MANITOBA INTRODUCES CHANGES TO ELECTION FINANCING ACT
Changes proposed to The Election Financing Amendment Act would modernize election financing rules based on the principles of fairness, transparency and consistency, Justice Minister Heather Stefanson announced today.
“Manitobans expect updated and fair treatment for individual contribution levels and clear and appropriate rules for election-related spending by candidates, political parties and advocacy groups,” said Stefanson. “These changes reflect our commitment to ensure the overall integrity of the election finance system is not only maintained but improved."
There are currently no limits on third-party pre-election communication spending and a $5,000 limit during an election period. This legislation would introduce new limits on third-party spending for recognized election communications, as follows:
$25,000 during the election period, and
$100,000 during the 90-day period before a fixed-date election begins.
In addition, the current $5,000 limit on third-party spending for recognized election communications during a byelection would be maintained.
The legislation would also move individual contribution levels from the current $3,000 per year to a new limit of $5,000 per year, and would index the new limit to inflation. The current limits have been in place since 2000 and would be updated in order to better align Manitoba with the limits set in other provinces. The minister noted the changes would maintain a cap on contribution limits unlike the several Canadian provinces which do not have limits; Saskatchewan, Newfoundland and Labrador, and Prince Edward Island. Manitoba would also retain the existing restrictions that permit contributions to be made solely by individuals and would hold the position of third lowest individual contribution limit amongst provinces.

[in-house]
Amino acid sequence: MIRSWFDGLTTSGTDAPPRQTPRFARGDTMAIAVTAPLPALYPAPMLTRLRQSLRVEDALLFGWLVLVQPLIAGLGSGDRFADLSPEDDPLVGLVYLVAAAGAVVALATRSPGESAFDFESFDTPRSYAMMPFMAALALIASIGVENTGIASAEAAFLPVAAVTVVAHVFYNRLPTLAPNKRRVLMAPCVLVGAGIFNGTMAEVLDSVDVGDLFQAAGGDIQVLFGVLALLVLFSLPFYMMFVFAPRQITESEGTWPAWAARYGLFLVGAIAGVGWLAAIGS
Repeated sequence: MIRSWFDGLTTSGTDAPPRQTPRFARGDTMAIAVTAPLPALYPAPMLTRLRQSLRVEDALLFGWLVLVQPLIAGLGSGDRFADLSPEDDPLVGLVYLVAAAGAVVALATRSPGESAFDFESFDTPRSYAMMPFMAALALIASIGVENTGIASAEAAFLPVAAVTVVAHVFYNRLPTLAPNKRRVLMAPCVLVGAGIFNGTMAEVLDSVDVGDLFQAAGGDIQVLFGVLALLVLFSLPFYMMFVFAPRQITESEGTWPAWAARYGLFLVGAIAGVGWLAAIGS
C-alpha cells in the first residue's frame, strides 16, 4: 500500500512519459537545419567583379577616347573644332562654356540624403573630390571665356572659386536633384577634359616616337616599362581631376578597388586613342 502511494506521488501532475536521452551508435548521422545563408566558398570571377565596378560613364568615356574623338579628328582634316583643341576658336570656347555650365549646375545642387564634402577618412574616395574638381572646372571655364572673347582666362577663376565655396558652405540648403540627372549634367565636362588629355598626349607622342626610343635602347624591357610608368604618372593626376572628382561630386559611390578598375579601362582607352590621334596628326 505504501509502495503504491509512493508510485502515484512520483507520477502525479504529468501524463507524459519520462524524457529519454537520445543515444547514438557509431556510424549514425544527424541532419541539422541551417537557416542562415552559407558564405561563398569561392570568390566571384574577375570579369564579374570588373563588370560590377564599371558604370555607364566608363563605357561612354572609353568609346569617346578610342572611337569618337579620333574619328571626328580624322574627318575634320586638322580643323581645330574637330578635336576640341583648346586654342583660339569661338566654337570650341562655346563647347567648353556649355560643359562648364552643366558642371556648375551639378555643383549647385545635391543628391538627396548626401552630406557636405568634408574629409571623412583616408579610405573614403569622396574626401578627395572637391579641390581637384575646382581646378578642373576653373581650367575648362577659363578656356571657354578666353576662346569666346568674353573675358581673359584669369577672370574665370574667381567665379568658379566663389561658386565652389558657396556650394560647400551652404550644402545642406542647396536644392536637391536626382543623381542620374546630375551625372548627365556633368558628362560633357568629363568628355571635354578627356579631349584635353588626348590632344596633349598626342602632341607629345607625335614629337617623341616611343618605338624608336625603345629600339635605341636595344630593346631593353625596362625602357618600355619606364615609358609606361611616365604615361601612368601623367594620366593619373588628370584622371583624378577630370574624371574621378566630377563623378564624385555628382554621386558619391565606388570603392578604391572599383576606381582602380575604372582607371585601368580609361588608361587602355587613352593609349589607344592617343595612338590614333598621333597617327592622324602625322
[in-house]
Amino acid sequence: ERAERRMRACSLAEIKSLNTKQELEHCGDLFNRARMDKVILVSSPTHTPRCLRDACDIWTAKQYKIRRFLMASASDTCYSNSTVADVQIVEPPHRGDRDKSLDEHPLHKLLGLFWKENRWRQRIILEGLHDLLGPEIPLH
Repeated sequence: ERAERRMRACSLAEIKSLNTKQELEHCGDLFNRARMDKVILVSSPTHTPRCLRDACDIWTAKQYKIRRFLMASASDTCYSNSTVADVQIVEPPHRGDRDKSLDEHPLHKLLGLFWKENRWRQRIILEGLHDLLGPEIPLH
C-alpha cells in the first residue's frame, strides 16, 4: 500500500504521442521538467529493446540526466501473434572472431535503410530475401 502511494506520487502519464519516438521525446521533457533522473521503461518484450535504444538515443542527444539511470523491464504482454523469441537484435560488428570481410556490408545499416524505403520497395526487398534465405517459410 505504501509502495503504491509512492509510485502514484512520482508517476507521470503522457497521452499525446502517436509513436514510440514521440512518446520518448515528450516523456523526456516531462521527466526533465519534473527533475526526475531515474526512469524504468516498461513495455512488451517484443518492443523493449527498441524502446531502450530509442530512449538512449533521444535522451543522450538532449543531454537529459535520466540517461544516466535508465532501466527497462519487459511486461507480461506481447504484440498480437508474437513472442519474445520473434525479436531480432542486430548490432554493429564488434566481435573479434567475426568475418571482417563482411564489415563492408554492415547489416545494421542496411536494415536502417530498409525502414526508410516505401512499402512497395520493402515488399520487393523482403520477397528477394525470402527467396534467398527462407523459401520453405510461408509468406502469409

“Our government is pursuing a made-in-Manitoba approach to election financing rules that would modernize our province's approach, bring us in line with other Canadian jurisdictions where appropriate, and maintain our ongoing focus on individual contributions while keeping Manitoba limits near the lowest in the country,” said Stefanson. “In addition, changes to the rules around election spending would ensure transparency, consistency and balance.”
Other proposed changes would:
reduce permissible cash contribution levels to $25 from $100;
require all expenses, including political party conferences, conventions and leadership conventions, to count towards individual contribution limits. Currently, some costs associated with political party conferences and conferences are exempted from counting towards individual contribution limits;
focus advertising limits on pure advertising expenses for both political parties and third parties;
create consistency around the treatment of voluntary labour so that all volunteers are treated the same by eliminating any deemed contributions. Currently, only voluntary labour provided by self-employed persons is a deemed contribution; and
establish that overall spending and advertising limits, which are confirmed by the chief electoral officer when the election writ is first issued, are minimum levels to eliminate potential confusion.